When parents donít agree on child custody, a judge decides legal and physical custody, as well as a visitation schedule, on their behalf. Georgia courts determine child custody based on whatís in each childís best interest. Judges consider several factors when deciding custody, including each of the following:
- each parentís stability and home environment
- each parentís relationship with the child
- each parentís involvement in the childís medical, educational, and social needs
- each parentís ability to properly parent a child, and provide for the childís basic needs
- the childís relationship with siblings, half-siblings, and other occupants of each parentís residence
- each parentís willingness to encourage a positive relationship between the child and other parent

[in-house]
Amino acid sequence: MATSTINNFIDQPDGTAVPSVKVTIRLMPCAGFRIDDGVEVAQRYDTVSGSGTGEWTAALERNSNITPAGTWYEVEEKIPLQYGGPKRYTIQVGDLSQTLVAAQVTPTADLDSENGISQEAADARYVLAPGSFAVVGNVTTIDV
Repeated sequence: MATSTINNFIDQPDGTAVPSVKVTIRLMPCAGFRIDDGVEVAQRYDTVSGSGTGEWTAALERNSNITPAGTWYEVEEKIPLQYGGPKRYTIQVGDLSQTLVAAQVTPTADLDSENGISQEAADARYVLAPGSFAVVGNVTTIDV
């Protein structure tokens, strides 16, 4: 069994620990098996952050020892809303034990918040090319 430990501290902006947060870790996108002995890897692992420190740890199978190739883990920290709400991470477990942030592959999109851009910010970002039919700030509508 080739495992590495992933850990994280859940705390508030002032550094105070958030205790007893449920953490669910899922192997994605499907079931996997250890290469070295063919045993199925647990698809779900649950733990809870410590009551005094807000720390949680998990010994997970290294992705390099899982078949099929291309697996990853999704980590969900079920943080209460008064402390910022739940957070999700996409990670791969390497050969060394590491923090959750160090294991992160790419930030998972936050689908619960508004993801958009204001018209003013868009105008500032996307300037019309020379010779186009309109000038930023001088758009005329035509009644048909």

- each parentís physical and mental health
- either parentís history of domestic violence or substance abuse, and
- any other factor that affects a childís welfare.
Children aged 14 or older may choose the parent theyíd rather live with, subject to a judgeís approval. Courts must consider a childís preference when the child is between 11 and 14, and may consider a younger childís opinion when the child is mature enough to make a reasonable preference. Read my article on a childís preference in Georgia custody proceedings at divorcenet.com.
When the parents donít agree on custody, the judge may appoint a guardian ad litem, whose job it is to investigate factors affecting the custody decision and make a recommendation on custody to the court.
Schedule a consultation with Aaron to discuss your child custody case today.